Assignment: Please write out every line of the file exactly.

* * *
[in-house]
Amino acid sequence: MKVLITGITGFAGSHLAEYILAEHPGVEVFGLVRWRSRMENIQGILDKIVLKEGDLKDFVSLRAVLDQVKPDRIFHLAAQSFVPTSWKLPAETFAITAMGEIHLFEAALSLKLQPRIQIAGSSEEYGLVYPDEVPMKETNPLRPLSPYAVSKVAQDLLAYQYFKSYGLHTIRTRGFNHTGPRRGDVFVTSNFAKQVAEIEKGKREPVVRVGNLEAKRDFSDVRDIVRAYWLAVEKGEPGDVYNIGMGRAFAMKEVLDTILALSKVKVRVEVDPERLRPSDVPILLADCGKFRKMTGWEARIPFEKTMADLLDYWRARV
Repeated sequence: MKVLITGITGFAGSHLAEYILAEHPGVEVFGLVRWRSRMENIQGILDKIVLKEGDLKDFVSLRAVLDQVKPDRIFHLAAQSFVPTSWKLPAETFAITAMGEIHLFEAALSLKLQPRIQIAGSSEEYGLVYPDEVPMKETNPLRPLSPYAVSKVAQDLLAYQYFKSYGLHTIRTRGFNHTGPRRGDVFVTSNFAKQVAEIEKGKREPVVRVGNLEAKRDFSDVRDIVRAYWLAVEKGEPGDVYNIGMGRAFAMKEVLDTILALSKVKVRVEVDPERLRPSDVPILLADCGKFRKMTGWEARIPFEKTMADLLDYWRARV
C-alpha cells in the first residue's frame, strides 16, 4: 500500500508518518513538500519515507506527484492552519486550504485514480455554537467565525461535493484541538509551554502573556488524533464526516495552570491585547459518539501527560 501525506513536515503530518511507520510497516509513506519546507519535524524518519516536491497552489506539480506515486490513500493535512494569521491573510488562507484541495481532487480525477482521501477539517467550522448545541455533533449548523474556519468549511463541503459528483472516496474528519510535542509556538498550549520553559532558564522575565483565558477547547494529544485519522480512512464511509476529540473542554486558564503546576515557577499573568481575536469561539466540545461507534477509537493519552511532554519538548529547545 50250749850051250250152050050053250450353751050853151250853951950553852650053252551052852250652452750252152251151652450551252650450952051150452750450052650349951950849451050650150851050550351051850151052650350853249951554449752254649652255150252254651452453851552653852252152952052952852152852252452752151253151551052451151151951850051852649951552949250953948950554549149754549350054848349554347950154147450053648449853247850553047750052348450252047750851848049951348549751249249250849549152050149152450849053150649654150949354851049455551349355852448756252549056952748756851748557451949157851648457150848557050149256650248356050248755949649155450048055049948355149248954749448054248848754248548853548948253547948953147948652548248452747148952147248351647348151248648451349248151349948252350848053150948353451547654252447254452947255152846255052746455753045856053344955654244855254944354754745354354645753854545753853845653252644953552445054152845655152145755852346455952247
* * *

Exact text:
[in-house]
Amino acid sequence: MKVLITGITGFAGSHLAEYILAEHPGVEVFGLVRWRSRMENIQGILDKIVLKEGDLKDFVSLRAVLDQVKPDRIFHLAAQSFVPTSWKLPAETFAITAMGEIHLFEAALSLKLQPRIQIAGSSEEYGLVYPDEVPMKETNPLRPLSPYAVSKVAQDLLAYQYFKSYGLHTIRTRGFNHTGPRRGDVFVTSNFAKQVAEIEKGKREPVVRVGNLEAKRDFSDVRDIVRAYWLAVEKGEPGDVYNIGMGRAFAMKEVLDTILALSKVKVRVEVDPERLRPSDVPILLADCGKFRKMTGWEARIPFEKTMADLLDYWRARV
Repeated sequence: MKVLITGITGFAGSHLAEYILAEHPGVEVFGLVRWRSRMENIQGILDKIVLKEGDLKDFVSLRAVLDQVKPDRIFHLAAQSFVPTSWKLPAETFAITAMGEIHLFEAALSLKLQPRIQIAGSSEEYGLVYPDEVPMKETNPLRPLSPYAVSKVAQDLLAYQYFKSYGLHTIRTRGFNHTGPRRGDVFVTSNFAKQVAEIEKGKREPVVRVGNLEAKRDFSDVRDIVRAYWLAVEKGEPGDVYNIGMGRAFAMKEVLDTILALSKVKVRVEVDPERLRPSDVPILLADCGKFRKMTGWEARIPFEKTMADLLDYWRARV
C-alpha cells in the first residue's frame, strides 16, 4: 500500500508518518513538500519515507506527484492552519486550504485514480455554537467565525461535493484541538509551554502573556488524533464526516495552570491585547459518539501527560 501525506513536515503530518511507520510497516509513506519546507519535524524518519516536491497552489506539480506515486490513500493535512494569521491573510488562507484541495481532487480525477482521501477539517467550522448545541455533533449548523474556519468549511463541503459528483472516496474528519510535542509556538498550549520553559532558564522575565483565558477547547494529544485519522480512512464511509476529540473542554486558564503546576515557577499573568481575536469561539466540545461507534477509537493519552511532554519538548529547545 50250749850051250250152050050053250450353751050853151250853951950553852650053252551052852250652452750252152251151652450551252650450952051150452750450052650349951950849451050650150851050550351051850151052650350853249951554449752254649652255150252254651452453851552653852252152952052952852152852252452752151253151551052451151151951850051852649951552949250953948950554549149754549350054848349554347950154147450053648449853247850553047750052348450252047750851848049951348549751249249250849549152050149152450849053150649654150949354851049455551349355852448756252549056952748756851748557451949157851648457150848557050149256650248356050248755949649155450048055049948355149248954749448054248848754248548853548948253547948953147948652548248452747148952147248351647348151248648451349248151349948252350848053150948353451547654252447254452947255152846255052746455753045856053344955654244855254944354754745354354645753854545753853845653252644953552445054152845655152145755852346455952247